About the JIFS

The Jacobs Inventory of Functional Skills (JIFS) was designed to meet the challenge of evaluating and treating the developmentally delayed population. The main objective is to show what an individual can do now, and what he or she could do with support, intervention and encouragement.

There are two sections to the JIFS. The Life Skills section is organized to aid the therapist and/or caregiver in the ongoing encouragement of functional skill acquisition. The Foundation Skills section can aid the therapist in identifying the physiological reason for limited skills, making it a unique assessment tool for occupational therapists working with children and adults who are developmentally delayed, or any other population which does not fit into the peg hole of other assessment tools.

The JIFS is not standardized. It has been suggested to do so, but I do not plan on standardizing it. My main reason for this has to do with the realities of the developmentally delayed population or other such challenging populations. The JIFS recognizes that in many cases the developmentally delayed individual will never be 100% accurate or independent for some, if not all, tasks. What we have to acknowledge is that one does not have to be perfect to be functional. Having a percentile for performance means nothing to the individual or those caring for and working with them.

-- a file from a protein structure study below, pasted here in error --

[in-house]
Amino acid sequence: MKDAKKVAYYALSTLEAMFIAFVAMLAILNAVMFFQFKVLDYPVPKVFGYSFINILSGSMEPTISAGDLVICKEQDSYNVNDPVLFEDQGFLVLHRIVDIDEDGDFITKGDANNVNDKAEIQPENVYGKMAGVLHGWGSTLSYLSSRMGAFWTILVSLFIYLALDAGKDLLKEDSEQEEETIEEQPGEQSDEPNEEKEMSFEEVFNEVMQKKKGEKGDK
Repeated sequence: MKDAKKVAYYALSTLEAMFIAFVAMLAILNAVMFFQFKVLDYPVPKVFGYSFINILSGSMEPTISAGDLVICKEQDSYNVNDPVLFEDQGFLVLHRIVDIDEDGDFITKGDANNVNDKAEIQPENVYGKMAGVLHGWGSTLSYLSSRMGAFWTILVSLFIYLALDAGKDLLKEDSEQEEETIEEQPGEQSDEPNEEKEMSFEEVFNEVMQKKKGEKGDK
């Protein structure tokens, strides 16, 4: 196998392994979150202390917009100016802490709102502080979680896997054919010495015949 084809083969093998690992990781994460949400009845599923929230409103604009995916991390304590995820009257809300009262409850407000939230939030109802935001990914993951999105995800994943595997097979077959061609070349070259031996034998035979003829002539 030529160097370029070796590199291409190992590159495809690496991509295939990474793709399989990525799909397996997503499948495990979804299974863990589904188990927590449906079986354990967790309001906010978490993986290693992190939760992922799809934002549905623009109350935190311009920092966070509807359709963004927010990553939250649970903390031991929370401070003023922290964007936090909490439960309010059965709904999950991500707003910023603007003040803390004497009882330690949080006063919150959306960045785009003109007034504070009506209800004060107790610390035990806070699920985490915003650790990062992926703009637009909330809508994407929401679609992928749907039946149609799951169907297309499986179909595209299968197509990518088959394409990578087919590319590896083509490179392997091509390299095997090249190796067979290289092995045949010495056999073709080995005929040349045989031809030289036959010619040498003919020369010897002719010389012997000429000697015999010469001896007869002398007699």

TRUE STORY: The harshness of percentiles first struck me when working at an outpatient pediatric clinic. Evaluations were done annually to keep track of progress. One year a mother told me she dreaded that time of year. Her reason was that even though her child was making clear, functional progress, it was not at a normal rate. Therefore the child’s percentile scores went down every year. The mother and I were proud of the wonderful progress her child had made, yet the score showed a decline. Often funding sources or insurance agencies look at the percentiles. It doesn’t look very promising when the numbers go “down” every year.

The JIFS was designed to focus on progress, improvement, what someone can do now, not that he or she is only getting farther and farther behind peers of the same chronological age.

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